Some have seen wild fluctuations in PH and temperatures as well as hardness etc, still no dead Cherries. I have seen the phenomenon you're talking about, both in the Cherry tanks and CRS tank with shrimp dancing around all over the place and trying to climb out of the water, it scares the bejesus out of me. I have done tests to see if there have been any changes and there are usually none, well none that I have tested for.

I don't know what causes it but it usually seems to last less than an hour and they just calm down again, and no deaths. One thing I do know if a PH over 8 kills Cherries then a lot of mine should be dead, but they're not.

Maybe someone on here knows more about this crazy phenomenon and will enlighten us, I suspect it is some kind of change, but it doesn't seem to kill my cherries.

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ineke

The males will dance crazily around the tank when a female is ready to breed, but this behaviour this morning was frantic and the babies were unusually active. It not really like breeding behaviour with the adults flicking themselves off anything that touched them. I agree water parameters are not so critical with the cherries but I still like to keep mine within their favoured limits. My shrimp are now in a tank with shrimp substrate and good water conditions and are just acting normally again. It is possible that the sand was washed with some chemical before they bagged it and we couldn't test for that. Anyway I am happy now they are calm again. I still have 2 tanks to change but have given them a big water change and they are fine at the moment. I will see how they are in the morning-if it was the sand it should raise the ph again by then.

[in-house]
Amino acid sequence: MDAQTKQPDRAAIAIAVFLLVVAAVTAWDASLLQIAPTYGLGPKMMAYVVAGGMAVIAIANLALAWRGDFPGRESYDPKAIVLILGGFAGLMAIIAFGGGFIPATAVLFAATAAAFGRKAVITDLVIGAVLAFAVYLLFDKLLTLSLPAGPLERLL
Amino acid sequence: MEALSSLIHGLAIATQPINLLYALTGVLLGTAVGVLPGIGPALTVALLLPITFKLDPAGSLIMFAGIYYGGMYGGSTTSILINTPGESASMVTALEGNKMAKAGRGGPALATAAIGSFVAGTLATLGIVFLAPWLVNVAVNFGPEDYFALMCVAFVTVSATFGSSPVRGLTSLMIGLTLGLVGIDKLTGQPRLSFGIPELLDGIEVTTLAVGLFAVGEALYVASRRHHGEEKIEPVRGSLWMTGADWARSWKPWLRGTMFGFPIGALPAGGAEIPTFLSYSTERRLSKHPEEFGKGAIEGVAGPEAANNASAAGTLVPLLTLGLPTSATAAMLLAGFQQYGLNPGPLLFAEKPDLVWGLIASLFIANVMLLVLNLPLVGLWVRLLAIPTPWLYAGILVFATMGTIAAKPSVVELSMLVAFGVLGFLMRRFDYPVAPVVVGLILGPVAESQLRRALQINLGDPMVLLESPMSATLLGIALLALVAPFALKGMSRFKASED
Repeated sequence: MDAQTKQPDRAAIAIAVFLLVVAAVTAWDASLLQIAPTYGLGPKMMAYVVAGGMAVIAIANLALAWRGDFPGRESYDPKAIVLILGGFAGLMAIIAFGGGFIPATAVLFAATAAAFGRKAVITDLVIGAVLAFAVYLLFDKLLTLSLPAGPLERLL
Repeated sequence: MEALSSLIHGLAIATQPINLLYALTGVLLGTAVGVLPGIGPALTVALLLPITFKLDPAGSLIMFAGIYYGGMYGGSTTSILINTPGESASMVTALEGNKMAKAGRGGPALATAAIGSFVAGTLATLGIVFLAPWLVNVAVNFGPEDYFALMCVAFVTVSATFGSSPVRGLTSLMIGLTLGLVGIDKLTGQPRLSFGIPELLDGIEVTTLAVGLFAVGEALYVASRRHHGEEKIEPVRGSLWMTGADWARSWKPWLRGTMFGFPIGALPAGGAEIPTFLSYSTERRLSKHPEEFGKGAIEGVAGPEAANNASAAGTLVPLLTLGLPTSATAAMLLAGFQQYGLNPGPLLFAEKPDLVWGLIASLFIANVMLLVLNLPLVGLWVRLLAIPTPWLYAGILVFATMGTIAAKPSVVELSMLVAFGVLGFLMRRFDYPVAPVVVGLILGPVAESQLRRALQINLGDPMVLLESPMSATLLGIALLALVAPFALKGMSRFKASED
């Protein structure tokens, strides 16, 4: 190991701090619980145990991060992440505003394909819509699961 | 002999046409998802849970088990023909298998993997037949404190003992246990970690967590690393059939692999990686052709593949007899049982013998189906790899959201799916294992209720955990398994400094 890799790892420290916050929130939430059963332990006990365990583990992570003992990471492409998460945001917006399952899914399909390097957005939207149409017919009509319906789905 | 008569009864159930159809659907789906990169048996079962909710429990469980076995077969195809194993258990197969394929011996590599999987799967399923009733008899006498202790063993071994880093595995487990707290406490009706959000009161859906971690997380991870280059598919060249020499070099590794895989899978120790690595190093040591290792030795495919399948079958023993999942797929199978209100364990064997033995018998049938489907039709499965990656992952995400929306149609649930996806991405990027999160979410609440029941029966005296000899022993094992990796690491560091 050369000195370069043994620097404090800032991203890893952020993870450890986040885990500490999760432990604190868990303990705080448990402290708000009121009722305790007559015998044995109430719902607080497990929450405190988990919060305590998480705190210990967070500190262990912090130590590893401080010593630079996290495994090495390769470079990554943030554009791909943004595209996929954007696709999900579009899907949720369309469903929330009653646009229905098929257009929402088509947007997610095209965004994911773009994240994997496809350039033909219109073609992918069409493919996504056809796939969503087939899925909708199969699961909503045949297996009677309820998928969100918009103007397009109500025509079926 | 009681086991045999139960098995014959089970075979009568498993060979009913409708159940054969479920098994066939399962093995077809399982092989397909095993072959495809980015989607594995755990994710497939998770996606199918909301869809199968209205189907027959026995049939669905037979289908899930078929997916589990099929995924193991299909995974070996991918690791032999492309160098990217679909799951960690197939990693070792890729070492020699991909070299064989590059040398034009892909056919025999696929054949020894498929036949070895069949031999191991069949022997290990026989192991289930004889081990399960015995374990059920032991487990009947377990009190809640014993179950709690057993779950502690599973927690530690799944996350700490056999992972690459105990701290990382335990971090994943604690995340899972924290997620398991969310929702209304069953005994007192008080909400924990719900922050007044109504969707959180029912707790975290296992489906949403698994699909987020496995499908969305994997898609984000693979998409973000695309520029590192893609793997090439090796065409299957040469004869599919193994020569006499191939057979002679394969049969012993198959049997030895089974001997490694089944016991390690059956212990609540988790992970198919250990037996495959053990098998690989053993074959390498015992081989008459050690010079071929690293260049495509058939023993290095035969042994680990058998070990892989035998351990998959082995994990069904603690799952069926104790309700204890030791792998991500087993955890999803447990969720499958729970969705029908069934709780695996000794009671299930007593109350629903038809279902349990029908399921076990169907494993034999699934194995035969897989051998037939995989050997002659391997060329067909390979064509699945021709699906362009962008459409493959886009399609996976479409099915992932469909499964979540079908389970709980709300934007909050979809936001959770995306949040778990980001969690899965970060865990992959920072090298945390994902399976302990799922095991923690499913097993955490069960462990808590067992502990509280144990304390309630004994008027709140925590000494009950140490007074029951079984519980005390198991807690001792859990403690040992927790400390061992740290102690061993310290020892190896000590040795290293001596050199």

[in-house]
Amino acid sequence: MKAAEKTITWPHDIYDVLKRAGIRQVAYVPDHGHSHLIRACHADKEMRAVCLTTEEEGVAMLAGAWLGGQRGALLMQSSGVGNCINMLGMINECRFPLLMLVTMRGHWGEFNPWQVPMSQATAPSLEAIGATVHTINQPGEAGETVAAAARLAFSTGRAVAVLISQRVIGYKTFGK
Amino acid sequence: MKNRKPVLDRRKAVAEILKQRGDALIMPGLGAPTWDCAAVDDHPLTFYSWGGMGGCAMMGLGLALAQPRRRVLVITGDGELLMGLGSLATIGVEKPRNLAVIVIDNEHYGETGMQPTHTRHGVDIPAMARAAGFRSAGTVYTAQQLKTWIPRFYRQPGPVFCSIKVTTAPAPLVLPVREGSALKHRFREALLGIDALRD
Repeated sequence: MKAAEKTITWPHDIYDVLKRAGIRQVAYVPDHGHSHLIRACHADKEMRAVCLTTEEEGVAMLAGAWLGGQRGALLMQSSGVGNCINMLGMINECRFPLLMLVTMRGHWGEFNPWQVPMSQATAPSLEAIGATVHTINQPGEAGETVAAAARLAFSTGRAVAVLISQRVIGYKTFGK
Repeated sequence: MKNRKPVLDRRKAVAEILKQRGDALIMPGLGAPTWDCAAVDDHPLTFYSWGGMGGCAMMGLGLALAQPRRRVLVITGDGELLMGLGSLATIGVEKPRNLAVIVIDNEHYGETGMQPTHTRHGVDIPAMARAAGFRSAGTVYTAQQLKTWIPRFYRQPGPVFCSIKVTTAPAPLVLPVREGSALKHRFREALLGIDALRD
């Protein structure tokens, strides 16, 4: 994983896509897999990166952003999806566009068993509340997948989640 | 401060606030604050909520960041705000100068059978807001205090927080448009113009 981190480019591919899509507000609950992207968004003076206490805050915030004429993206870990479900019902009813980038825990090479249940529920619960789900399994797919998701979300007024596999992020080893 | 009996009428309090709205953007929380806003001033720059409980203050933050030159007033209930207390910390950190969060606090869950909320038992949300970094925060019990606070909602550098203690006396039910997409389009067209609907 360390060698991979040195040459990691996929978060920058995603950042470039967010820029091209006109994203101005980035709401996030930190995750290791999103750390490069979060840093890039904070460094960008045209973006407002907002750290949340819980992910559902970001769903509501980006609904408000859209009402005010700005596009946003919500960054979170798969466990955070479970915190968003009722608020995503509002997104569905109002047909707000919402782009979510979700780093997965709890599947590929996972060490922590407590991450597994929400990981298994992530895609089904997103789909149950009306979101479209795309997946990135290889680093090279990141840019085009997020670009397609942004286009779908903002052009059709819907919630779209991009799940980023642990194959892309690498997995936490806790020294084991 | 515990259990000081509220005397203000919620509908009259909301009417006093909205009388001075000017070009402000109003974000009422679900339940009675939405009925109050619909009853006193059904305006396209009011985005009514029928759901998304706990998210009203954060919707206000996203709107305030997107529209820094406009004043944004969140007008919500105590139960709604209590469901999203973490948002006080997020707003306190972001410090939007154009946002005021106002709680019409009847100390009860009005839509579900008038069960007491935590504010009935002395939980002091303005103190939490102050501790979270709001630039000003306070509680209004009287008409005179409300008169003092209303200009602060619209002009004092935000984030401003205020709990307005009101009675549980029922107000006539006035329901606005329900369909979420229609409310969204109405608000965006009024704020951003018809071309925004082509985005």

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jayc

Bunnings plays and is widely known to be sourced from different places in each state. The inert sand is silica. But the problem with some sand from certain sources is the it contains calcium carbonates, whic buffers your pH up. Pool filter sand is a better bet, but also no guarantee that it is silica sand. Unfortunately, pools filter sand might be a bit more expensive than Bunnings play sand.

I NSW I'd look for Nepean river sand, that's know to be inert.

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northboy